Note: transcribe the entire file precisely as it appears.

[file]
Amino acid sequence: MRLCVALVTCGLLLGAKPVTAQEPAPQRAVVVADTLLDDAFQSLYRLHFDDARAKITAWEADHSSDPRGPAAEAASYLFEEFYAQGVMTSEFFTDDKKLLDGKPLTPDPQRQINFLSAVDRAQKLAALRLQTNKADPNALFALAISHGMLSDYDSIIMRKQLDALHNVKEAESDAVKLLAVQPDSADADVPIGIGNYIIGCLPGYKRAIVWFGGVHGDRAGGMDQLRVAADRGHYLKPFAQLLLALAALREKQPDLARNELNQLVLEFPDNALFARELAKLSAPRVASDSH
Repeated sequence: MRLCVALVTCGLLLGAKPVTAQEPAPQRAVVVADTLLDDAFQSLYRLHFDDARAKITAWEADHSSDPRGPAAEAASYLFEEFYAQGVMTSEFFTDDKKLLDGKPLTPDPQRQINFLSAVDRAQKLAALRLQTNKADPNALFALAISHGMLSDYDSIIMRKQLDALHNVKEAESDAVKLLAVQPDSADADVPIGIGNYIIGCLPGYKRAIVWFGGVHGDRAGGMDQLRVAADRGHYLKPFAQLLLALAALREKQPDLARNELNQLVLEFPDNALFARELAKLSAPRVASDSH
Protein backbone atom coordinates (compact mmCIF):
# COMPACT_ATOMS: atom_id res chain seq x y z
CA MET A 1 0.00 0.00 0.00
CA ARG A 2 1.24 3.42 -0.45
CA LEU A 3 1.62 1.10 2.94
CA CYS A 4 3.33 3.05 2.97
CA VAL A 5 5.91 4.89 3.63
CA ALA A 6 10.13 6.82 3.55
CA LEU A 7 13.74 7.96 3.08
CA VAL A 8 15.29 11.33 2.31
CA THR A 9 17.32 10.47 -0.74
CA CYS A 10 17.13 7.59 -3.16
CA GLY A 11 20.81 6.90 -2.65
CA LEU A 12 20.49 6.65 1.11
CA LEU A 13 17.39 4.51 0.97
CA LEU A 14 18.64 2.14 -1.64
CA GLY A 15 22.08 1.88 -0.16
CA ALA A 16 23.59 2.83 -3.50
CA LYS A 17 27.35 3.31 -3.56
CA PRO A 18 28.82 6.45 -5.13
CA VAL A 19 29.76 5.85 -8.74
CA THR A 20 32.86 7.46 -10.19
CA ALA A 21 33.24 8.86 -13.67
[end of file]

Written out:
Amino acid sequence: MRLCVALVTCGLLLGAKPVTAQEPAPQRAVVVADTLLDDAFQSLYRLHFDDARAKITAWEADHSSDPRGPAAEAASYLFEEFYAQGVMTSEFFTDDKKLLDGKPLTPDPQRQINFLSAVDRAQKLAALRLQTNKADPNALFALAISHGMLSDYDSIIMRKQLDALHNVKEAESDAVKLLAVQPDSADADVPIGIGNYIIGCLPGYKRAIVWFGGVHGDRAGGMDQLRVAADRGHYLKPFAQLLLALAALREKQPDLARNELNQLVLEFPDNALFARELAKLSAPRVASDSH
Repeated sequence: MRLCVALVTCGLLLGAKPVTAQEPAPQRAVVVADTLLDDAFQSLYRLHFDDARAKITAWEADHSSDPRGPAAEAASYLFEEFYAQGVMTSEFFTDDKKLLDGKPLTPDPQRQINFLSAVDRAQKLAALRLQTNKADPNALFALAISHGMLSDYDSIIMRKQLDALHNVKEAESDAVKLLAVQPDSADADVPIGIGNYIIGCLPGYKRAIVWFGGVHGDRAGGMDQLRVAADRGHYLKPFAQLLLALAALREKQPDLARNELNQLVLEFPDNALFARELAKLSAPRVASDSH
Protein backbone atom coordinates (compact mmCIF):
# COMPACT_ATOMS: atom_id res chain seq x y z
CA MET A 1 0.00 0.00 0.00
CA ARG A 2 1.24 3.42 -0.45
CA LEU A 3 1.62 1.10 2.94
CA CYS A 4 3.33 3.05 2.97
CA VAL A 5 5.91 4.89 3.63
CA ALA A 6 10.13 6.82 3.55
CA LEU A 7 13.74 7.96 3.08
CA VAL A 8 15.29 11.33 2.31
CA THR A 9 17.32 10.47 -0.74
CA CYS A 10 17.13 7.59 -3.16
CA GLY A 11 20.81 6.90 -2.65
CA LEU A 12 20.49 6.65 1.11
CA LEU A 13 17.39 4.51 0.97
CA LEU A 14 18.64 2.14 -1.64
CA GLY A 15 22.08 1.88 -0.16
CA ALA A 16 23.59 2.83 -3.50
CA LYS A 17 27.35 3.31 -3.56
CA PRO A 18 28.82 6.45 -5.13
CA VAL A 19 29.76 5.85 -8.74
CA THR A 20 32.86 7.46 -10.19
CA ALA A 21 33.24 8.86 -13.67